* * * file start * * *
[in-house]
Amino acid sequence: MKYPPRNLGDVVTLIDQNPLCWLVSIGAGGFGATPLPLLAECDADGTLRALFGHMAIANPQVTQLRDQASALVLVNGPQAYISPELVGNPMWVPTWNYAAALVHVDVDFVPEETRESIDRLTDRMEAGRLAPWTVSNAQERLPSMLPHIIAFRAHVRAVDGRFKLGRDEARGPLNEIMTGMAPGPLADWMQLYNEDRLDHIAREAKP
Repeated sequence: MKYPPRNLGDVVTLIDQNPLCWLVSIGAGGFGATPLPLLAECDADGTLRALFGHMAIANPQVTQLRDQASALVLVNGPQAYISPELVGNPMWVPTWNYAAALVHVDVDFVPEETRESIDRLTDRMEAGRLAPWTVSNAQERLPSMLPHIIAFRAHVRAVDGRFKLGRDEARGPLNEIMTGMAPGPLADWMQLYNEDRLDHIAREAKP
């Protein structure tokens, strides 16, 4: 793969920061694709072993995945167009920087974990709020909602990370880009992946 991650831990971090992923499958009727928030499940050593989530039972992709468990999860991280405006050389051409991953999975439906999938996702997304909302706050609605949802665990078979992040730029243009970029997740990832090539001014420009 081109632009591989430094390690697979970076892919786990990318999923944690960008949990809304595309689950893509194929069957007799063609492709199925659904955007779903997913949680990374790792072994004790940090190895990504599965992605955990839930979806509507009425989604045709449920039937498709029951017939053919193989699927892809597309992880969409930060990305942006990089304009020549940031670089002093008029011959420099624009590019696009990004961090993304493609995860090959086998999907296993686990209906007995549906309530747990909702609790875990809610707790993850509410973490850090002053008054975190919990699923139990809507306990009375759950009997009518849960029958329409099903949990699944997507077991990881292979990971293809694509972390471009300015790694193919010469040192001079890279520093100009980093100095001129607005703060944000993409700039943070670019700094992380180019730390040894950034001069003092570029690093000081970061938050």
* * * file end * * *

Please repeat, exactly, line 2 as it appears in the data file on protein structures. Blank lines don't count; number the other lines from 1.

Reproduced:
Amino acid sequence: MKYPPRNLGDVVTLIDQNPLCWLVSIGAGGFGATPLPLLAECDADGTLRALFGHMAIANPQVTQLRDQASALVLVNGPQAYISPELVGNPMWVPTWNYAAALVHVDVDFVPEETRESIDRLTDRMEAGRLAPWTVSNAQERLPSMLPHIIAFRAHVRAVDGRFKLGRDEARGPLNEIMTGMAPGPLADWMQLYNEDRLDHIAREAKP